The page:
The Botanist's Guide Through England and Wales, Volume 1

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Phillips and Fardon, 1805 - Botany
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Page 314 - In the ruins of an old castle near Netley Abbey, far from any house, and apparently wild; Rev. Norton Nicholls in Bot.
Page 127 - ... as in Kay's figure. From the woody quality of the root I suspect it to be perennial." With. (In a wheat field, and in an adjoining coppice called Marget, or Margaret Wood, about three furlongs from the Bodmin turnpike, that leads to Launceston.
Page 27 - Upton, near Reading, springing up in dry stony thickets, periodically, for a year or two after they have been cut, and till choked by briars, &c.
Page 227 - On the sand and naked pebbles of Chesil Bank, running from Portland to Abbotsbury: on the North Shore, and Eastward of it at Poole, and elsewhere.
Page 217 - Portland: HUDSON. On the neck of the Isle of Portland, close to the shingly beach : Rev. Dr.
Page 151 - Ke»wick were nearly a foot high, with leaves about an inch long, and panicled stems of many flowers, while those on the very summit of Snowdon did not rise to an inch in height, and were in all parts proportionably small, except the flower, which was single, and considerably larger than those of the valley. Bot. Guide. E.) STARRY SAXIFBAGE.
Page 228 - Ang. 319. CCB p. 500. Syme, EB iii. t. 390. Pult. p. 89. Bot. Guide, ip 228. On the pebbly beach near Weymouth, now extinct. C. Portland Island, among the shingles near Chesil Bank, and even flowering under the stones some depth. Sir TG Cullum. Lodmoor near Weymouth, Hudson. " I have seen no specimens besides those in the Smithian Herbarium, which contains both the wild plants from Weymouth and larger cultivated examples from Dr. Goodenough's garden. The Weymouth specimens of Vicia lutea in Smith's...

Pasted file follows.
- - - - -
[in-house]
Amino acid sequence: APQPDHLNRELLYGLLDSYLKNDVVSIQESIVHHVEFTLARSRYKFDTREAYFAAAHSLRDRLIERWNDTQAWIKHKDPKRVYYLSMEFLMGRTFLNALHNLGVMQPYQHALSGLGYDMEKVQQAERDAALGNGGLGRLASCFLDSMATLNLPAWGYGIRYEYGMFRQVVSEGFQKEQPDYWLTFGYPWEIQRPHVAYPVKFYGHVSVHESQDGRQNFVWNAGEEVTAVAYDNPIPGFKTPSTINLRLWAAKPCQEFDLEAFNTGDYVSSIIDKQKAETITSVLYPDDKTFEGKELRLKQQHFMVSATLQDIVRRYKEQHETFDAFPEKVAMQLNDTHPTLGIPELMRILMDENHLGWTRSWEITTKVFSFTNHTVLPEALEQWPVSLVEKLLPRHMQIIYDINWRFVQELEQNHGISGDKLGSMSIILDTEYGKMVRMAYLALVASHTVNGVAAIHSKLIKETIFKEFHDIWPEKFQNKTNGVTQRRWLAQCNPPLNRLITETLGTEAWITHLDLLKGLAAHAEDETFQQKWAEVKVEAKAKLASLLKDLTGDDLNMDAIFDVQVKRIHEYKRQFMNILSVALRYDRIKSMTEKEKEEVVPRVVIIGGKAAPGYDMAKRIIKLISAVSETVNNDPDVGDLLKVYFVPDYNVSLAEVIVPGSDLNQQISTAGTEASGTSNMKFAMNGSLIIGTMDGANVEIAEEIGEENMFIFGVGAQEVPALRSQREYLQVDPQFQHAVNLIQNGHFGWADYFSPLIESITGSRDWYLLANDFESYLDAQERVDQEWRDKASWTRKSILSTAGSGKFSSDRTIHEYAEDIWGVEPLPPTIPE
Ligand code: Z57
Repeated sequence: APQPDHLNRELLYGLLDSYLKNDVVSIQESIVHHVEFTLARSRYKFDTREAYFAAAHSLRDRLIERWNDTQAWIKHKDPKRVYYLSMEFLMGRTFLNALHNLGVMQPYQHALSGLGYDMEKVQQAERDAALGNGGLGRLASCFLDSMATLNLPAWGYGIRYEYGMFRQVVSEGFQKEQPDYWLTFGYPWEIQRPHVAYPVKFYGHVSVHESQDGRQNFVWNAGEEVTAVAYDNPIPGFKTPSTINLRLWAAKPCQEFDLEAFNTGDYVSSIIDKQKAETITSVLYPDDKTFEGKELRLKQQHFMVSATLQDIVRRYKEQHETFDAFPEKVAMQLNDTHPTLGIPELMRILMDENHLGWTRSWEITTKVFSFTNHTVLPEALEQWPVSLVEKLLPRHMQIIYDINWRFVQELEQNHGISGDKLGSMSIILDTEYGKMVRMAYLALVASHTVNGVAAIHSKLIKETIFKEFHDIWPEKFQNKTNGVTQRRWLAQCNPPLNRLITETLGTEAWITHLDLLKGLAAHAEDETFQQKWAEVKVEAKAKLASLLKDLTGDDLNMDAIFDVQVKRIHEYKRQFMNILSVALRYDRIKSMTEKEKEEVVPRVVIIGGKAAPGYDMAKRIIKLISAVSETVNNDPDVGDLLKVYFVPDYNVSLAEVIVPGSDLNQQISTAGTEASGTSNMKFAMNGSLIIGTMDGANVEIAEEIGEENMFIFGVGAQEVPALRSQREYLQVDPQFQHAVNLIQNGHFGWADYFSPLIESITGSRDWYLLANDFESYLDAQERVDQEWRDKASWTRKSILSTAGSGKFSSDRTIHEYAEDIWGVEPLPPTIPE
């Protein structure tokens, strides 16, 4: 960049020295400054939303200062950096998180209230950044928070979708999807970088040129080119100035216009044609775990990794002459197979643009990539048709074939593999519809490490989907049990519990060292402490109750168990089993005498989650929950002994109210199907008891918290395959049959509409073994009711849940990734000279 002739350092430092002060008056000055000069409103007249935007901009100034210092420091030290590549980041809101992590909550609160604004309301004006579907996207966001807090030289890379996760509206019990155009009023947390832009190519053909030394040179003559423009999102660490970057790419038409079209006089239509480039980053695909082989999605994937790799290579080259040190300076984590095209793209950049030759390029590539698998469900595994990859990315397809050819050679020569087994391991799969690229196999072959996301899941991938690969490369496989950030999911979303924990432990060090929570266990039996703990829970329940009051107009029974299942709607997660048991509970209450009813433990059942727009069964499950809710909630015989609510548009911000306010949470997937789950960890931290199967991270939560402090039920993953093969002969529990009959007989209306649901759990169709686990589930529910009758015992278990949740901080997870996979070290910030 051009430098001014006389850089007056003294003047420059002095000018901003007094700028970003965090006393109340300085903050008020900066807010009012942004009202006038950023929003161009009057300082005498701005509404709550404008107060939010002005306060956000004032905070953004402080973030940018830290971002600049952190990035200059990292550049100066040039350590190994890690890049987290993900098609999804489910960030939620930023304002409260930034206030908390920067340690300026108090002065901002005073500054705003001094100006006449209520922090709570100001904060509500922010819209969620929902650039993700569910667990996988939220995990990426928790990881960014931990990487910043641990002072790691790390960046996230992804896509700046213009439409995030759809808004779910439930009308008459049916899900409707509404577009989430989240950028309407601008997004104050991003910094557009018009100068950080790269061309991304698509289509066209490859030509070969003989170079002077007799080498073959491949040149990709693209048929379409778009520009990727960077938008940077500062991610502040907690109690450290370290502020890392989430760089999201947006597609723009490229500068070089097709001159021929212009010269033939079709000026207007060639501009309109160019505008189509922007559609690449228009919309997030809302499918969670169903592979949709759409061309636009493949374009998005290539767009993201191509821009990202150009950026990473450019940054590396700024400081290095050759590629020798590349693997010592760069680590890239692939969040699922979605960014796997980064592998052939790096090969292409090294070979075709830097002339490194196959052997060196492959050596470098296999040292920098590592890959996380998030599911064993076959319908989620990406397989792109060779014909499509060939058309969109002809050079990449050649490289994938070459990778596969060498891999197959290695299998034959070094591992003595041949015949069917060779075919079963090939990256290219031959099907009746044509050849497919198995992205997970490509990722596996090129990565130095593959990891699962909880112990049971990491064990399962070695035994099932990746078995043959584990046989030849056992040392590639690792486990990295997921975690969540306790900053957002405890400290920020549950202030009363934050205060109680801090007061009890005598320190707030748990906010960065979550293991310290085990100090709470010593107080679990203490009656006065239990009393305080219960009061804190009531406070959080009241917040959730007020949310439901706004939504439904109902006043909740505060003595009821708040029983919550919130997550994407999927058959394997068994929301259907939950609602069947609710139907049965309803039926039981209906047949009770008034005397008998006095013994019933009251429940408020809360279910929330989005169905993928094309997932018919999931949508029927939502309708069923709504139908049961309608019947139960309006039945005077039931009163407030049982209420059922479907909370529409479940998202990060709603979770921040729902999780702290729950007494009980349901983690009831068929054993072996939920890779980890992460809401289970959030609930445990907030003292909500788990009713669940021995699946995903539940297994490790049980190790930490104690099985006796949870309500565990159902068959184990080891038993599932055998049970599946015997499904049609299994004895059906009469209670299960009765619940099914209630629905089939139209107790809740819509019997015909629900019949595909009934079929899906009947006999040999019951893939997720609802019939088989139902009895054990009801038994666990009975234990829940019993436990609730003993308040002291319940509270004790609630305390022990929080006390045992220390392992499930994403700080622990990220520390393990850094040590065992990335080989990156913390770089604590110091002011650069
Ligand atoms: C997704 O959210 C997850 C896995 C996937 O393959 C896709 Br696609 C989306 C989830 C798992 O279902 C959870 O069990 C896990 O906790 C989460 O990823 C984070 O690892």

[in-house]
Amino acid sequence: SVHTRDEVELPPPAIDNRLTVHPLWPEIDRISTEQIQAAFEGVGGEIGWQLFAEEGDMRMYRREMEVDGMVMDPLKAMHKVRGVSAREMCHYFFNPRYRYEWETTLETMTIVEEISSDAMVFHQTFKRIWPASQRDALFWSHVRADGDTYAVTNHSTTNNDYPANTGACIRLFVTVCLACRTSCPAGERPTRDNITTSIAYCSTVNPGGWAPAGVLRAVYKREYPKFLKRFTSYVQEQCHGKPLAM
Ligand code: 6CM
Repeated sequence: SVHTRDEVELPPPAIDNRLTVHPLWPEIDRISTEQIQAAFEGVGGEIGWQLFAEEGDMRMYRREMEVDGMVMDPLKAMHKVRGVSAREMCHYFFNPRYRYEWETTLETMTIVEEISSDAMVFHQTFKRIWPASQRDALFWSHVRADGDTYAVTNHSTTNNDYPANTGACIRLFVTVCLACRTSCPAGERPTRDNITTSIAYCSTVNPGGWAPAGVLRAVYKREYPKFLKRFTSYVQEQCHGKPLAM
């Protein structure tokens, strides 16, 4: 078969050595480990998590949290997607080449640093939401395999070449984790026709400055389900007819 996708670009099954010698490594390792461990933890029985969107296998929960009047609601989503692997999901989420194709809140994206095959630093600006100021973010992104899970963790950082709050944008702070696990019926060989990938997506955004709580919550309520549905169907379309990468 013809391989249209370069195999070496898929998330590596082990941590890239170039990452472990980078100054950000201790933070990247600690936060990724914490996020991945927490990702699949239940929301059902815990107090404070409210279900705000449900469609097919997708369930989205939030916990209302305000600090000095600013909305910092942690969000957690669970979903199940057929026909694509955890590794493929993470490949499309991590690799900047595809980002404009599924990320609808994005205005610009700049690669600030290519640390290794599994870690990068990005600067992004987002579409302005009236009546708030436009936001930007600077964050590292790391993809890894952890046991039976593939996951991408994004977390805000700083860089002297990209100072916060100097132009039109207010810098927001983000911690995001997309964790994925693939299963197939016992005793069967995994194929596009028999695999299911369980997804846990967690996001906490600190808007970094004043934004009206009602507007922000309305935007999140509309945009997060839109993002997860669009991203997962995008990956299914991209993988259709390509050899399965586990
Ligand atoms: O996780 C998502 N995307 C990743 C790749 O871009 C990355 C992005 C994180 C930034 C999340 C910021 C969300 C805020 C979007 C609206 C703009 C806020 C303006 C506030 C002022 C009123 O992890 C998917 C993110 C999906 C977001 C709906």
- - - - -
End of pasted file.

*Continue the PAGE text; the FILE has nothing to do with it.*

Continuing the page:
Page iv - In such circumstances, even when we apprehended this to be the case, we have still considered it a lesser evil to subject ourselves to the charge of useless repetition, than to incur any hazard of depriving our readers of information, which might possibly prove serviceable...
Page 88 - Black Mountains.— Carnarvonsh. Meadows below Penrhyn ; in the hollow immediately below the cataract in Caunant Mawr ; near Dolbadarn Castle ; in the Vale of Llanberris; and in the meadows near Liyn Cowlid, a lake in the mountains above, and nearly North of Capel Cerig.
Page iii - ... belonged : this has been particularly the case, when, as often occurs, it is- simply stated that the plant in question grows in the neighbourhood of some Town, which is situated perhaps on the borders of two or more Counties. From a somewhat similar cause we fear...

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